We wrap up the week’s pharmacy news from around the world
New York, US: A pharmacist has been found guilty of distributing black market HIV medications in a scam which netted him and his shell company millions of dollars in illegal billings.
Ira Gross and the company, Chaparral Services, were found guilty after a four-week trial.
Gross was accused of distributing HIV medication illegally obtained from the black market to patients, and faces a state prison sentence of up to eight and one-third to twenty-five years, says Attorney General Eric T Schneiderman’s office.
Medicaid and others were illegally billed $274 million through this scheme, with Gross personally receiving a profit of $25 million.
The convictions were part of the Attorney General’s Medicaid Fraud Control Unit longstanding “Operation Black Market Meds” investigations.
“The perpetrators of this complex scheme not only cheated the state Medicaid program out of millions of dollars, but preyed on some of New York’s most vulnerable patients just to make a quick buck,” says Attorney General Schneiderman.
“These convictions should send a clear message that my office will not tolerate these types of abhorrent schemes. If you seek to line your pockets at the expense of the health and well-being of New Yorkers, you will be punished.”
Texas, US: Texas Medicaid is now covering the cost of mosquito repellent for women who are pregnant, or between the ages of 10 and 45 years, reports network KXAN.
Eligible patients do not need to attend a doctor’s office for a prescription, but can obtain one over the phone. Eligible women can get up to two cans a month until the end of October.
The move comes amid increasing concerns that there may be a causal link between the Zika virus and microcephaly in babies of affected mothers. There is no evidence yet that mosquitos in Texas are transmitting the virus, KXAN reports.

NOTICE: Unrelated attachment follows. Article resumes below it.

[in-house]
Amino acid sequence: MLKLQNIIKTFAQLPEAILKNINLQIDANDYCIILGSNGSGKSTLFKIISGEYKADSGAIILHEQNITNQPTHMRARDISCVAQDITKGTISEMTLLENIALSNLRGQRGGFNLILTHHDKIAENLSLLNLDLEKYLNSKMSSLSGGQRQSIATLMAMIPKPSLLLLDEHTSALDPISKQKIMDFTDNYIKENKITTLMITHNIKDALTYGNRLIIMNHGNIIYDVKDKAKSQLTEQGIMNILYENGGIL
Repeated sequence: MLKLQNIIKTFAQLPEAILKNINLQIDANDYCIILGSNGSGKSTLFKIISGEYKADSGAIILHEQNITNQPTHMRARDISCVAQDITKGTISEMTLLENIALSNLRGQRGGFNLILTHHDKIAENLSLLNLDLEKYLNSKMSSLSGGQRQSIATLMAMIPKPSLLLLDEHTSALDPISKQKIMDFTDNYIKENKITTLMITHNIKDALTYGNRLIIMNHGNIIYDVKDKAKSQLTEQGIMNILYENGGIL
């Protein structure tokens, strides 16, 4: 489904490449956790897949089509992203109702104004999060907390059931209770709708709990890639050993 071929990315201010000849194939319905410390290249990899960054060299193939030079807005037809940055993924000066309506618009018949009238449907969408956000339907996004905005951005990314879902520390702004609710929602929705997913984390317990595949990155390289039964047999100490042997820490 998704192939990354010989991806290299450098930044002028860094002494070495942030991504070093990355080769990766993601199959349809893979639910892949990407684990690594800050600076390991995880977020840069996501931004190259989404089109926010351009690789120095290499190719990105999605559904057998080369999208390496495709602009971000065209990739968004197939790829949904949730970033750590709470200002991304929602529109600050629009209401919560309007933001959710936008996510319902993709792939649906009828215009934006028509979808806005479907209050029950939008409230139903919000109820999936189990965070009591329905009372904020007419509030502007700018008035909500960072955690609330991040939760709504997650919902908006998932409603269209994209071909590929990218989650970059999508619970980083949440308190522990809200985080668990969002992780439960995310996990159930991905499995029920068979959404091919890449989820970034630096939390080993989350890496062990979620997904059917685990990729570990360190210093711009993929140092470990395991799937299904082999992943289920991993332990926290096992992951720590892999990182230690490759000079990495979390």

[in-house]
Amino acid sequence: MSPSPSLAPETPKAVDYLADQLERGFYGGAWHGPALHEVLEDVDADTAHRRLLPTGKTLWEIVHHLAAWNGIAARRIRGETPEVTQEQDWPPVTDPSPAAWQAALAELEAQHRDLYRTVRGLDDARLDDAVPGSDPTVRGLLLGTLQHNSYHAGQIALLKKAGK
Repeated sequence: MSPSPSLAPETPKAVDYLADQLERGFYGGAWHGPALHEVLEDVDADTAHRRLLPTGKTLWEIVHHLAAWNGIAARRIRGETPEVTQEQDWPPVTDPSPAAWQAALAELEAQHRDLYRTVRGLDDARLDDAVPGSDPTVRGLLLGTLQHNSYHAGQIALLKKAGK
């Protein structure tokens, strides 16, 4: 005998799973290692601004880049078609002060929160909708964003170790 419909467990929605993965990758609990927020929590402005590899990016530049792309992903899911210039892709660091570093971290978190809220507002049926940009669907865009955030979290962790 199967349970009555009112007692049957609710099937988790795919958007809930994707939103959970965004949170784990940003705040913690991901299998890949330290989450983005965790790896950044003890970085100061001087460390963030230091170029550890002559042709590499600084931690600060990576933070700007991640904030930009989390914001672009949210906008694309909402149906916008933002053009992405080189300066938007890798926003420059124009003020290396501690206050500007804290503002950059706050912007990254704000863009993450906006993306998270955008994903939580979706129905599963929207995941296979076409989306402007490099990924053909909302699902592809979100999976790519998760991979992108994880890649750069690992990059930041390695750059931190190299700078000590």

Pharmacies in the state have been stocking up on the 11 kinds of repellent covered by Texas Medicaid – though KXAN reports that already, one pharmacy has been unable to get more than one type, with the rest on back order.
East Lancashire, UK: A scheme to share electronic patient discharge letters with community pharmacists has improved the safety and speed of patients leaving hospital, Chemist + Druggist reports.
Alistair Grey, lead pharmacist at East Lancashire Hospitals NHS Trust, told the magazine that the Refer-to-Pharmacy scheme has already led to improvements in discharge rates at the Royal Blackburn Hospital.
Despite being clinically ready for discharge, patients in England spent an unnecessary 171,300 days still in hospital and taking up beds, recent NHS England statistics show.
The electronic patient discharge letter is shared with a local community pharmacist; between this and a pilot which placed a dedicated pharmacist on each ward, patients have begun going home earlier and recovering more quickly, Grey says.
Ottawa, Canada: The Canadian Pharmacists Association has said it’s disappointed that new Access to Cannabis for Medical Purposes Regulations miss an opportunity to improve patient access and safety through pharmacist management and dispensing of the medicine.
However, Health Canada has acknowledged that pharmacy is under consideration as a potential model as the regulations are evaluated.
“Pharmacists have the expertise to mitigate potential risks associated with medical marijuana, including harmful drug interactions, contraindications, and potential addictive behaviour,” says Perry Eisenschmid, CEO, Canadian Pharmacists Association.
“Pharmacist management and distribution would improve access for Canadians in urban, rural and remote communities, in compliance with the requirements… under the supervision of a licensed health care professional, through an established distribution system proven to protect patient and public safety.”